Just within a few days after striking a patent cross-licensing deal with the online retailing giant Amazon, Microsoft Corp has announced that its has penned a similar agreement with a Japanese computer peripheral maker.
Japan-based I-O Data Device Inc. has agreed to cough up an undisclosed sum to the software giant for using Linux and other open source software applications in its devices and routers.
The software maker asserted that the network attached storage devices from I-O Data Device use Linux-based technologies that come under the "patent covenants". David Kaefer, intellectual property chief at Microsoft, said in a statement: "We're pleased to reach this agreement with I-O Data".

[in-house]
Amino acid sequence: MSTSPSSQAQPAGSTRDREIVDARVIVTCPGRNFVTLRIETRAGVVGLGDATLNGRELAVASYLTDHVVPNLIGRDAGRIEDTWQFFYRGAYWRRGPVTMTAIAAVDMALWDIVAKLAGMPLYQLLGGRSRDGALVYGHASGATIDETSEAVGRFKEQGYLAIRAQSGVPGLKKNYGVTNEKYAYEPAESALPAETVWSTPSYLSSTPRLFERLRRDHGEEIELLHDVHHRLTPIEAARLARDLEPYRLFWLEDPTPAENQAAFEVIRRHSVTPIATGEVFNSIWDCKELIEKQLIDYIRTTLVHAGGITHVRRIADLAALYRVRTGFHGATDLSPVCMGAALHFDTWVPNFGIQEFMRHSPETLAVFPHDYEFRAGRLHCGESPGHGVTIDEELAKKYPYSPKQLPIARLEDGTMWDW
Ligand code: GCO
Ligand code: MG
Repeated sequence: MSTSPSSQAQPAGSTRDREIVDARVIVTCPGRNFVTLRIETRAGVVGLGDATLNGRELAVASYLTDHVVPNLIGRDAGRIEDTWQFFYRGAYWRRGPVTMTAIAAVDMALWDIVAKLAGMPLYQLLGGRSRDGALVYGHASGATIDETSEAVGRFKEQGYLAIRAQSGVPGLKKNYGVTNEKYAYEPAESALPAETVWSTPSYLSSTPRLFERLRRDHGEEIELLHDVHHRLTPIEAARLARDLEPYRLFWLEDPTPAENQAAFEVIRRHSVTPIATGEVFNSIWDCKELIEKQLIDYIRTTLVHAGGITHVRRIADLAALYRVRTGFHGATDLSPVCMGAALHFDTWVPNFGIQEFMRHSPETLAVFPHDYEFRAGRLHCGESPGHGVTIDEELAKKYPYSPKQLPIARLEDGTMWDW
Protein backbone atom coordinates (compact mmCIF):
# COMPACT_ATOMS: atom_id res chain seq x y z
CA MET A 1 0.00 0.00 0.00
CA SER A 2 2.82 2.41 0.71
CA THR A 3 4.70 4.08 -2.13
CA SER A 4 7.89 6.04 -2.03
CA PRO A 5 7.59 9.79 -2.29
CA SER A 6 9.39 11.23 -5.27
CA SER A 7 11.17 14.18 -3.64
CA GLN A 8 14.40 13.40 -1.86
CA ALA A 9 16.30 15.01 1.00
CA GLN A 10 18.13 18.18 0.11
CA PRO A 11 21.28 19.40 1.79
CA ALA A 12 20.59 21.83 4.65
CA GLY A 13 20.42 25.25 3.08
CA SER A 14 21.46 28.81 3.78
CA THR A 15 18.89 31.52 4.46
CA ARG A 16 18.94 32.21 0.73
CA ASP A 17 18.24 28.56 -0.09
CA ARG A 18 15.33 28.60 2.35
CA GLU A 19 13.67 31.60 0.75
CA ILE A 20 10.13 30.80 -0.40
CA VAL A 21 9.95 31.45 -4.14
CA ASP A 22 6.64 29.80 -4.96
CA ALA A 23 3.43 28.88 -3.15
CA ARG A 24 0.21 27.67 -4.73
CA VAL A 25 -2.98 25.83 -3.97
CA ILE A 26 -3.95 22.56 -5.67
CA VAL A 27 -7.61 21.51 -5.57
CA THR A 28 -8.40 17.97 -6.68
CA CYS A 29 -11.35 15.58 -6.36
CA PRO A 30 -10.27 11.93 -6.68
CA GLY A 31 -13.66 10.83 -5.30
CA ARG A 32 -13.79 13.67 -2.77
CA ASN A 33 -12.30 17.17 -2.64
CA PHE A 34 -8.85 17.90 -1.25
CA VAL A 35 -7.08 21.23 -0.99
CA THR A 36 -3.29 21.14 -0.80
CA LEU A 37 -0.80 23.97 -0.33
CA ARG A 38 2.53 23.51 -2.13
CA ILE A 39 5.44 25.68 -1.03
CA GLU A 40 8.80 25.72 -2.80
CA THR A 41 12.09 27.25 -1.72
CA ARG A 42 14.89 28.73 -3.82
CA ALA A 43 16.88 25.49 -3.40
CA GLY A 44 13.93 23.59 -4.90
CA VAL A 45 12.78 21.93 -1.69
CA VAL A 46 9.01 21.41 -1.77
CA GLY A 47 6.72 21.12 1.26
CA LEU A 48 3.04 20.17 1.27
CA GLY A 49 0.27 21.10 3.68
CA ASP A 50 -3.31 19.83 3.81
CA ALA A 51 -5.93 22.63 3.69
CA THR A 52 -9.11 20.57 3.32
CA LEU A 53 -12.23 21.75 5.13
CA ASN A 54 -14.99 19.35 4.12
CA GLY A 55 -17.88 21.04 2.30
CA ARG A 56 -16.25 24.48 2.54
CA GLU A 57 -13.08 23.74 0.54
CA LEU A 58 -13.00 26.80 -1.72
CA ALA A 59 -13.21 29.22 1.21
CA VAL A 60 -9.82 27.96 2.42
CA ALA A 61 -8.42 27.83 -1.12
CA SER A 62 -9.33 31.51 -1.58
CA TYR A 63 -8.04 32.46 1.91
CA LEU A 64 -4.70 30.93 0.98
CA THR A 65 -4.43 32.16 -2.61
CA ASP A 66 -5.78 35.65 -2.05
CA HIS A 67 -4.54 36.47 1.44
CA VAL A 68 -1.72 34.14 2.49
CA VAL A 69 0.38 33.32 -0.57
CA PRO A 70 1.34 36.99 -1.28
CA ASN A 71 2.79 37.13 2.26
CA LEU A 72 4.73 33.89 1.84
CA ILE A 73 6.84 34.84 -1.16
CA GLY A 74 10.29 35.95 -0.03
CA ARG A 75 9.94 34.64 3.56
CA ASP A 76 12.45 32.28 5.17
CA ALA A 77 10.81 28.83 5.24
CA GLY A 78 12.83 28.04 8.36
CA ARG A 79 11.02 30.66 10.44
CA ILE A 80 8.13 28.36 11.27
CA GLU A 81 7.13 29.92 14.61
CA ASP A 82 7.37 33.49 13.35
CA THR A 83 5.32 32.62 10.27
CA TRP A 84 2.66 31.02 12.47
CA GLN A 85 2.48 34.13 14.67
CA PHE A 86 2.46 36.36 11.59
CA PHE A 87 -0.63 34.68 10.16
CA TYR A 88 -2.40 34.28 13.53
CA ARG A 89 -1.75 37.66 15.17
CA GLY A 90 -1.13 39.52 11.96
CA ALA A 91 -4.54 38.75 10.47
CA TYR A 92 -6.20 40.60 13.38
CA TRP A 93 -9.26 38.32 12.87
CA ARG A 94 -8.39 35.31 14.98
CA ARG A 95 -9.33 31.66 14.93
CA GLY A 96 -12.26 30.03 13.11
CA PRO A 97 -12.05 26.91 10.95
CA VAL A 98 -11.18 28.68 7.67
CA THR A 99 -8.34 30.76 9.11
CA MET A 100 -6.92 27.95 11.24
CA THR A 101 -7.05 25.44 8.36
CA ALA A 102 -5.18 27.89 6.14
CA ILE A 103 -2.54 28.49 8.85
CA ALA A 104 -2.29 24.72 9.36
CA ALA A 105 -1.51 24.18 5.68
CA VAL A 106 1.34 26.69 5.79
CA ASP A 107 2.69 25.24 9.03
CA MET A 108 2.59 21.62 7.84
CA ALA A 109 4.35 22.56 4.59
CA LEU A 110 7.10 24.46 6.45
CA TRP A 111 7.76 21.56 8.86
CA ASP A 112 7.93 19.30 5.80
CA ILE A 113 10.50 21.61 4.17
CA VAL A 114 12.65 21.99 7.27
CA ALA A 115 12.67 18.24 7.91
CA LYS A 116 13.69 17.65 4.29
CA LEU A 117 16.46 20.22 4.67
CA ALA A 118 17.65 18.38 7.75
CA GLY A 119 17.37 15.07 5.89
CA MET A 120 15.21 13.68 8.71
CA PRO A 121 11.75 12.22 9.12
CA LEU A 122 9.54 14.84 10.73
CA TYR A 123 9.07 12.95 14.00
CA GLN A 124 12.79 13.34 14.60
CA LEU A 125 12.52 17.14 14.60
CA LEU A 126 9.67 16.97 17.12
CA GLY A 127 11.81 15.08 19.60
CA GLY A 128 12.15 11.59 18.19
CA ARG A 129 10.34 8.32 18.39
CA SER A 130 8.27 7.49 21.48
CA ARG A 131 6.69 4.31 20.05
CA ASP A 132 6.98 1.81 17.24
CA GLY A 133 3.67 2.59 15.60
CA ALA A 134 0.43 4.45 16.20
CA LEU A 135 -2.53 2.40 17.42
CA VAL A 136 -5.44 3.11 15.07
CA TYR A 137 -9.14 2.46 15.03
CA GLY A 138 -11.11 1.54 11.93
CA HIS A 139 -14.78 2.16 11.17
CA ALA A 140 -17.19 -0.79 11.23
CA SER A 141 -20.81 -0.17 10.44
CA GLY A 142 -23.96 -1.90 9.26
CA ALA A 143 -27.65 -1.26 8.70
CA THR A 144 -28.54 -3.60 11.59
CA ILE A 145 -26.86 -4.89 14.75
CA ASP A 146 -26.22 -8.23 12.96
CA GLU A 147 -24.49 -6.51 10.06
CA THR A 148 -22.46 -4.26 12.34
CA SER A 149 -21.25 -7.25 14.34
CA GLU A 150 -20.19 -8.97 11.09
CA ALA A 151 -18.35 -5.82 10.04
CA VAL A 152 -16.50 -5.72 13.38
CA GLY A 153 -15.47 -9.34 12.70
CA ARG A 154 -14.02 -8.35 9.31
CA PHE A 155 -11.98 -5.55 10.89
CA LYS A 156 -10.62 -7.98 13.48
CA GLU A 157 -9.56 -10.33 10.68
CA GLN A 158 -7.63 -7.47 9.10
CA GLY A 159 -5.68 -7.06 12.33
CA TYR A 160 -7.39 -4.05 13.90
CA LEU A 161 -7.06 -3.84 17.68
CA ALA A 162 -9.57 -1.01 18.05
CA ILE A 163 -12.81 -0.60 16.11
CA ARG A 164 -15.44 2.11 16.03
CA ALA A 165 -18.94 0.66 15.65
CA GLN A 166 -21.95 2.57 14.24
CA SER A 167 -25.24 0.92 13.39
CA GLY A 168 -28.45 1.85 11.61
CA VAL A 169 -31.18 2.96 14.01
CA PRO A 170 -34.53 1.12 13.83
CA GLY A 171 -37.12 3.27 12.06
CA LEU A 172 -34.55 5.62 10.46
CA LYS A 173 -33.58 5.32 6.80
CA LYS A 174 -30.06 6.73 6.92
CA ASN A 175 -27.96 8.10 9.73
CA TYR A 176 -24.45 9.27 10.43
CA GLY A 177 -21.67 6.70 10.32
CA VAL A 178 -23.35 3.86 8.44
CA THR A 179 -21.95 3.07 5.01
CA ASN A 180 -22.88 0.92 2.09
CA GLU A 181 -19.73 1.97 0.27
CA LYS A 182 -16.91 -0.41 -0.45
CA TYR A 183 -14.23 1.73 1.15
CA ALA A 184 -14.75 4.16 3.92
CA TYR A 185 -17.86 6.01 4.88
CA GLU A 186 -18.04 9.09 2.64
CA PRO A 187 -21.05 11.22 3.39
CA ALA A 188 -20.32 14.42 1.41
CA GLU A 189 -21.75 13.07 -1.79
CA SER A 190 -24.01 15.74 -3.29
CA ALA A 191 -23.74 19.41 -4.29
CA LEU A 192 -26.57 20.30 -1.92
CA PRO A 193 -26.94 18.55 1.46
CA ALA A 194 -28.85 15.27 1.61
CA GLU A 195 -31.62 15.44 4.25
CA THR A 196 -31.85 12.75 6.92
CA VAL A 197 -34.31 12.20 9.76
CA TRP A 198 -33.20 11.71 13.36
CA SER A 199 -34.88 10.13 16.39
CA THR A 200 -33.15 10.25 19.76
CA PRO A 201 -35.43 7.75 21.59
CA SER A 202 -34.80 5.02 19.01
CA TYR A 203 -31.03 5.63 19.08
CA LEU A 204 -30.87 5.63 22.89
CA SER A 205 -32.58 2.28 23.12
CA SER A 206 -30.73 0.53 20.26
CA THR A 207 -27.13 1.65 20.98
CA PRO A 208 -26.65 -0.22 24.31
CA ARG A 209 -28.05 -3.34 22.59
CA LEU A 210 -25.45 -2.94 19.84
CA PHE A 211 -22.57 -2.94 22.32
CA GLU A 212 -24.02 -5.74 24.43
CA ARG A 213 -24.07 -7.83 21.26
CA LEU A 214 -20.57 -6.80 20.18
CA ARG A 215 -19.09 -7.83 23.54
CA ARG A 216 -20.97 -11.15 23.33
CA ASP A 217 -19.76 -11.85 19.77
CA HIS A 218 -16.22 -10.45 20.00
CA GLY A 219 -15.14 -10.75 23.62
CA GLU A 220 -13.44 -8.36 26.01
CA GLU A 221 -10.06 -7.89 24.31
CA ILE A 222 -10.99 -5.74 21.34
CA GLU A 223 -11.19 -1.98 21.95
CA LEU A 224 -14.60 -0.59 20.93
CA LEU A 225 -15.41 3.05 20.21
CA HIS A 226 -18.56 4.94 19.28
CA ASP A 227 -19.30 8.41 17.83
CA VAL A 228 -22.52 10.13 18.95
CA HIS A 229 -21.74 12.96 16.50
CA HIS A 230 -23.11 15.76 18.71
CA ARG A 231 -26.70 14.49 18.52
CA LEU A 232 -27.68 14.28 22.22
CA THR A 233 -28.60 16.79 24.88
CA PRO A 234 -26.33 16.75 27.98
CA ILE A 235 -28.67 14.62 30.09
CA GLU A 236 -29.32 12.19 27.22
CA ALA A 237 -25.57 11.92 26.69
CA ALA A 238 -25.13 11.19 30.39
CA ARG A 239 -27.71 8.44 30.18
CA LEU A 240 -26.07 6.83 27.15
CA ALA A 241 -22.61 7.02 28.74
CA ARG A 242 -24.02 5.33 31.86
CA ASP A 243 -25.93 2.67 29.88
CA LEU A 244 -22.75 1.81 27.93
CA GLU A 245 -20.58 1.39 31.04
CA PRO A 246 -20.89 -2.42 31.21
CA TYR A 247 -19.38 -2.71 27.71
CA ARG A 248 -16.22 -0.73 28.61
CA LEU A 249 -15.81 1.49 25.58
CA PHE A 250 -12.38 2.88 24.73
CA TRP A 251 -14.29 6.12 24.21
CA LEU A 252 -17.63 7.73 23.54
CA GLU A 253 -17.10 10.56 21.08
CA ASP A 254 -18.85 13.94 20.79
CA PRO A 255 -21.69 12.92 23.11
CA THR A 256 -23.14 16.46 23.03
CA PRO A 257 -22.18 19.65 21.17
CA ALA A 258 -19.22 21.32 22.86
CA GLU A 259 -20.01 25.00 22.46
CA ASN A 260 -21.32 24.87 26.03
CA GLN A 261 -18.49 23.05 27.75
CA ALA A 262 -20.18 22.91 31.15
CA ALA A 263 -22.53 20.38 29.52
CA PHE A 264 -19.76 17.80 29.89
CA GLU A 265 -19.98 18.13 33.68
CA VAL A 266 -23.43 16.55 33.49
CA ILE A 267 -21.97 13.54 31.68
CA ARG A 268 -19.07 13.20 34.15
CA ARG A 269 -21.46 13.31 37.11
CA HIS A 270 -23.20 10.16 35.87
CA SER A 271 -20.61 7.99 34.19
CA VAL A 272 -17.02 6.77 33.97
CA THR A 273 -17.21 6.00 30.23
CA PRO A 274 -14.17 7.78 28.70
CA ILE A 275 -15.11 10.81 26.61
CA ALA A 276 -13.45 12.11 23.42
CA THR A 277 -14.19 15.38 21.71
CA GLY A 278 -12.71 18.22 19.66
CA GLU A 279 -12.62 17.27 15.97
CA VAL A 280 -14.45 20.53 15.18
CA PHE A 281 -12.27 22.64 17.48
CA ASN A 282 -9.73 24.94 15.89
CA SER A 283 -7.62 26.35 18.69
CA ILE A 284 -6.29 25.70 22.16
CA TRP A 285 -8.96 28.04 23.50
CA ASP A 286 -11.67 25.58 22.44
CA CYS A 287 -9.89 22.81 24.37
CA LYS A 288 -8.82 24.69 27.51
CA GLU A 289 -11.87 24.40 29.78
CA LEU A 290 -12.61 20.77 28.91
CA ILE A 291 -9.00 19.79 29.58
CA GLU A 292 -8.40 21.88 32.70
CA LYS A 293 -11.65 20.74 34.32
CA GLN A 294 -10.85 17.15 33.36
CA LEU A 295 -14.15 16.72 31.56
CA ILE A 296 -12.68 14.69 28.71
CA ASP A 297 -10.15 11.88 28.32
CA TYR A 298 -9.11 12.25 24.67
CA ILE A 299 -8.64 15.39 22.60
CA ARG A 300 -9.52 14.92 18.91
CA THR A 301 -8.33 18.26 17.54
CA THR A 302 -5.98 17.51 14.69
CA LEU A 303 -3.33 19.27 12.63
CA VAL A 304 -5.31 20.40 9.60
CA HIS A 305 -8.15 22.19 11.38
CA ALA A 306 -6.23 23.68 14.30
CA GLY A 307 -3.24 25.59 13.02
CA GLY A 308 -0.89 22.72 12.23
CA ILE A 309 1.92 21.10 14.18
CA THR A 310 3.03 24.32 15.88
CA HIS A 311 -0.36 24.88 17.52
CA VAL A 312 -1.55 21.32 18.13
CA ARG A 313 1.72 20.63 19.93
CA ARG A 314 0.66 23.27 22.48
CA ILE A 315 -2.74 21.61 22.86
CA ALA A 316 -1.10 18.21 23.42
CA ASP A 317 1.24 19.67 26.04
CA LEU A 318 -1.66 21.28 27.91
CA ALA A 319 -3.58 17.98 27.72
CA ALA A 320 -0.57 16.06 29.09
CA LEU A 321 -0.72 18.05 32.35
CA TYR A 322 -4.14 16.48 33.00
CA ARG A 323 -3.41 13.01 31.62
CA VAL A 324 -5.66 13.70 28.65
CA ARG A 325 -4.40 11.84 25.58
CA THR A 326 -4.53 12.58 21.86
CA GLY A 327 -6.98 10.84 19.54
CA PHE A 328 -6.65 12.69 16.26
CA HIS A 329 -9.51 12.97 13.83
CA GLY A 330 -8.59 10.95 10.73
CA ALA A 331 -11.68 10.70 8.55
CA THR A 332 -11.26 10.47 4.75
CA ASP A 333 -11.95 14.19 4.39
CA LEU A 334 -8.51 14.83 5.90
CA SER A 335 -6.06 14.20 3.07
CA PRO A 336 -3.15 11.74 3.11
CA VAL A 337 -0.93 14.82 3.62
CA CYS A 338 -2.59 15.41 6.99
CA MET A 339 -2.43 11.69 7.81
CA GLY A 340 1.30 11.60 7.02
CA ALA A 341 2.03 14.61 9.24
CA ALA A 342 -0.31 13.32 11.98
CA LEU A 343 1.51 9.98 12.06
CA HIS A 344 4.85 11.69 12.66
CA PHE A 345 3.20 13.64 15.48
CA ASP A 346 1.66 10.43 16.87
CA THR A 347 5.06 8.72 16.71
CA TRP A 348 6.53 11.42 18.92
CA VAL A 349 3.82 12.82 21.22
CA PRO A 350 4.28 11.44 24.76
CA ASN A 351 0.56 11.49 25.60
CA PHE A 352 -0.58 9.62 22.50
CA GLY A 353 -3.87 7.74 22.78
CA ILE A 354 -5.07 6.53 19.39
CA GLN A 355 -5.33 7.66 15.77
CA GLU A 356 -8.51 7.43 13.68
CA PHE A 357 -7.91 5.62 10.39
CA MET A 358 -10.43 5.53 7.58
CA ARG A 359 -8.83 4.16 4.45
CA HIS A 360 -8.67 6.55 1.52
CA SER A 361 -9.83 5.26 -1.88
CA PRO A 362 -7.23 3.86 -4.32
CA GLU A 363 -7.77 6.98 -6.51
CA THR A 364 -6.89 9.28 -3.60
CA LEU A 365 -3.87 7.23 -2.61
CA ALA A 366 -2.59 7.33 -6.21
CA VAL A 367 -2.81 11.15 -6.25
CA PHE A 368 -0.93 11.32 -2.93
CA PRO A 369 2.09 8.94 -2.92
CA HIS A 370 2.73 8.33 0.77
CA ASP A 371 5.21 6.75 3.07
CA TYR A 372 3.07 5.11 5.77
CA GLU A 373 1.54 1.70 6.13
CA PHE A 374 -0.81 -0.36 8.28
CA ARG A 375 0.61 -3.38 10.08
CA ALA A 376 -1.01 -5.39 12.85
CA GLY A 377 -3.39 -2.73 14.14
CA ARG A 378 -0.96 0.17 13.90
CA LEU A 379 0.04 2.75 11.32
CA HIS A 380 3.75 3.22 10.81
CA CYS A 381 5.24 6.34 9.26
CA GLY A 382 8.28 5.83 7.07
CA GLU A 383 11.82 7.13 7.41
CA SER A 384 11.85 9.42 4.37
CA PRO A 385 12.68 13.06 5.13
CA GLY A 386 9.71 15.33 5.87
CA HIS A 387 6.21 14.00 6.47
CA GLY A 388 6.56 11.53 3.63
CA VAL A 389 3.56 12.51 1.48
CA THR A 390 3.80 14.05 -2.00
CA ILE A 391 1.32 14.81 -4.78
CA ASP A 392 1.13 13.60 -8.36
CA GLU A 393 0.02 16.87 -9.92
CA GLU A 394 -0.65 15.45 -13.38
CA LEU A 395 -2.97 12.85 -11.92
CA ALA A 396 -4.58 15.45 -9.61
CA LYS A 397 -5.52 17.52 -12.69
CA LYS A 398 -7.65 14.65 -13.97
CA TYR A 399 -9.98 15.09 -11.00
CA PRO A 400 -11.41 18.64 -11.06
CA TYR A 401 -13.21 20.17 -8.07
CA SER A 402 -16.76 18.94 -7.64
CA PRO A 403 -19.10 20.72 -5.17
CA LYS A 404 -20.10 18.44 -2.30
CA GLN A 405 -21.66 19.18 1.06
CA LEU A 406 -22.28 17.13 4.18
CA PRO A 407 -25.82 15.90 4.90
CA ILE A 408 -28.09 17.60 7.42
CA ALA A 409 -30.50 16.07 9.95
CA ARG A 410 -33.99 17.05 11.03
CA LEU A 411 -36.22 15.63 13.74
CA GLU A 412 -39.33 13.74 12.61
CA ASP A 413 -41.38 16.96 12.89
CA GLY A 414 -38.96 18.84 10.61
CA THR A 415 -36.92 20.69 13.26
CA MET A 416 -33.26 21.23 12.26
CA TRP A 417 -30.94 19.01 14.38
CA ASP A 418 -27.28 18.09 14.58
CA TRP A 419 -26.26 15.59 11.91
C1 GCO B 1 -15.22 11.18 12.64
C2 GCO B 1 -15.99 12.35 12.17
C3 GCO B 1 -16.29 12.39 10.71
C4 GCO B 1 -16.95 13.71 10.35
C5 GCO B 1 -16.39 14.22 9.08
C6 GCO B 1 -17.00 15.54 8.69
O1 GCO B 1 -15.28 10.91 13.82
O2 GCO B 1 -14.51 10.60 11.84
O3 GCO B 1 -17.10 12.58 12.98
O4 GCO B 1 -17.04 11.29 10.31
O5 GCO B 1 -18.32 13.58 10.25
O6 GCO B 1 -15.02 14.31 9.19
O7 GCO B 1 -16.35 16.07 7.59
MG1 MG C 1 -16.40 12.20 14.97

"Microsoft has a strong track record of collaboration with companies running Linux-based offerings, and this agreement is a reflection of our commitment to partner with industry leaders around the world", he added.
Microsoft has already signed similar agreements with several big names in the industry, including Samsung Electronics, LG Electronics, Kyocera Mita, Fuji Xerox, Brother, and TomTom.
Microsoft Corp. has long claimed that Linux, along with other open source software, breaches its patents. However, these claims have been disputed by several opens source software advocates, as the software giant hasn't yet disclosed anything about the technologies which violate its patents.
Microsoft has been pretty much mum about what patents the open source community have been infringing. Yet, it must have disclosed these to Samsung, Amazon and the likes for them to write a big fat check for the Redmond giant. Let's see what happens next.